How to Count Chainsaw Chain Links

At first glance, all chains for the chainsaw are the same, but in reality this is not so. In addition to their perimeter and chain lengths, they can also vary in the shape of the cutting edges of the tooth. It is about the elements of the chain links, about their possible variations that we will discuss in this article. In addition, we will try to answer the question of which chain is preferable to choose depending on the proposed work.

Description of chain links of a chainsaw (saw)

The cutting chain link of the chainsaw consists of: the base of the link (1), the tooth blade (2), the depth gauge (3). The tooth blade has a vertically located end blade (4) and a falling upper blade (5) that slopes horizontally backward.

How to Count Chainsaw Chain Links

Fig 1 Parts of the cutting link

To achieve optimal cutting properties, certain angles are attached to the tooth blades. The tooth back that slopes at an angle back forms the posterior angle of the upper blade. This angle is needed for cutting the upper blade into the wood.

Fig. 2 Rear corner of the upper blade

The tapering back of the tooth blade forms the posterior angle of the end blade. This angle is needed for side cutting chips.

Fig. 3 Rear corner of the end blade

The edge of the end blade forms a rake angle with the sliding surface of the cutting link. The front angles of different types of chains vary from 60 to 85 °.

Figure 4 Front Angle

The rake angle, the angle of sharpening and the angle of the upper blade change when sharpening. These angles have a decisive influence on the cutting ability of the chain. Be sure to follow the prescribed values.

The rear corner of the upper blade characterizes the tilt of the upper blade back.

Fig. 5 Rear corner of the upper blade

This angle is measured relative to the sliding plane of the cutting link and, depending on the type of saw chain, has a value from 50 ° to 60 °. The upper blade is the main blade, and the rear corner of the upper blade. This is the most important angle. The rear corner of the upper blade is difficult to measure, its correct value is formed subject to other prescribed values. The grinding angle or the angle in the plan is obtained by measuring from the upper cutting edge at a right angle to the guide rail.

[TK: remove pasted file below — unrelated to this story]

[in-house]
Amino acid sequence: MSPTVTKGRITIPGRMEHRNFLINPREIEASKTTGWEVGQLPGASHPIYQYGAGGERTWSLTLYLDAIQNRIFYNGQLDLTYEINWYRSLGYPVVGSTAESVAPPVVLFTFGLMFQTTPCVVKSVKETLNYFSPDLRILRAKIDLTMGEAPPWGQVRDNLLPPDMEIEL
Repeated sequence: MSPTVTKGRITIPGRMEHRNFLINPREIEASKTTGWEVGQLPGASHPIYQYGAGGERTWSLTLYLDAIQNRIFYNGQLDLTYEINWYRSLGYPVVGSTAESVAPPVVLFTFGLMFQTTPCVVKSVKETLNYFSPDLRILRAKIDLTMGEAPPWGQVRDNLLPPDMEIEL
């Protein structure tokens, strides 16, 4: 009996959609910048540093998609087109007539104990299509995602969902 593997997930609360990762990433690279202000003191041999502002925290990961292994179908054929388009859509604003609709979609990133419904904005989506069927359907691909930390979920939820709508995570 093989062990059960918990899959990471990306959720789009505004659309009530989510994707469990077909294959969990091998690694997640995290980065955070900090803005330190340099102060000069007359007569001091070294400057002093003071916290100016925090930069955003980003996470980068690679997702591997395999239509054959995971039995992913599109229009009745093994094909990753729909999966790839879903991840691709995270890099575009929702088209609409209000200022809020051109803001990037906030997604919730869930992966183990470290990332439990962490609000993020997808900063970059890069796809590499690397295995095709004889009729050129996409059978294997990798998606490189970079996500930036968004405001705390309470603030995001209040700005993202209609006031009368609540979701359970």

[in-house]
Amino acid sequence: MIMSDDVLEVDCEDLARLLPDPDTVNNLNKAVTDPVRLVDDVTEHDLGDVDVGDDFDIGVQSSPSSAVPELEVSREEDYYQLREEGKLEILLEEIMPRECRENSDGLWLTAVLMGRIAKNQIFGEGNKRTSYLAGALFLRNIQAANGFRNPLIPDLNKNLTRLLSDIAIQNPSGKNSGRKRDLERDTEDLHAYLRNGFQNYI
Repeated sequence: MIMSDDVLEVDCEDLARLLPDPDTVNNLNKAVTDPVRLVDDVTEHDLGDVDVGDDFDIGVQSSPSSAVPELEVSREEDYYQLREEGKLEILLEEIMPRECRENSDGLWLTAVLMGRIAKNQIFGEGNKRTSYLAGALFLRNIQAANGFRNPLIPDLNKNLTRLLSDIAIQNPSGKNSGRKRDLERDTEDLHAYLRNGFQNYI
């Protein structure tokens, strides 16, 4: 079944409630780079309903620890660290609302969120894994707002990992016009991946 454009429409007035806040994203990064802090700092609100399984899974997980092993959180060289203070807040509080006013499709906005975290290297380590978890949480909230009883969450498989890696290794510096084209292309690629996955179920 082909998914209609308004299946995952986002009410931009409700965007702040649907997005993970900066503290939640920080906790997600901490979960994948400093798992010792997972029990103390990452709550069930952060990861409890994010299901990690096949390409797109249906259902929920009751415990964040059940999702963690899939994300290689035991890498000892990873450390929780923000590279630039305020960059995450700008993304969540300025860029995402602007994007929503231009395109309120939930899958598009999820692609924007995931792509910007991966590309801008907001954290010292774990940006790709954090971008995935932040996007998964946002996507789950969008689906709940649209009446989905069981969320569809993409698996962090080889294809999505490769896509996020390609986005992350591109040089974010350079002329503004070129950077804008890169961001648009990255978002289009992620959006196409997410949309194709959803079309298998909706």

Fig. 6 Sharpening angle (angle in plan)

The angle of sharpening can be changed, depending on the application. We will talk about this later. Now we just say that the angle is 10 or 30 degrees. On each cutting link in front of the tooth blade there is a depth limiter. The height difference between the top edge of the depth gauge and the front edge of the tooth back is defined as the distance of the depth gauge.

Fig. 7 Depth gauge distance

The depth of penetration of the upper blade into the wood (chip thickness) and, thereby, productivity, depend on the distance of the depth gauge. The depth gauge distance is set depending on the chain pitch and type of execution. Normally, it should be 0.5-0.8 mm, usually 0.6 mm. High values ​​will lead to an increased tendency of the chainsaw to recoil, too much grip and vibration of the chain. Low values ​​result in poor performance. Since the distance of the depth gauge with each sharpening of the saw is reduced due to the reduction of the upper edge of the tooth, the depth gauge also needs to be filed periodically. After 5-10 sharpening the chain.

Choice of a chain for a chainsaw based on its possible parameters

Now let’s talk about what influences and what to look for when choosing a chain, knowing what types of work you have to do. Let’s start with the sharpening angle (Fig. 6). So the larger the grinding angle, the higher the cutting performance. When cutting dry wood, it is better to choose an angle of 30 degrees, which will add productivity and will not affect the smoothness of cutting and excessive loads on the saw. If you will work with raw wood or with frozen wood, then the chain should be chosen with a small angle of sharpening, that is, 10 degrees.Also, such chains are used for longitudinal cutting of wood, that is, along the log. Usually they work for a long time, but with low productivity. The same can be said about the rake angle (Fig. 4) At a lower angle, the performance will be higher, but the chain will also blunt faster. Well, the last, for granted, is the appropriate chain length. So the chain should fit under the tire so as not to sag and so that it can be put on it. If the chain of the saw is so stretched that it can no longer be pulled without sagging, then the chain (s) can be removed from the chain, which will adjust its size to the required.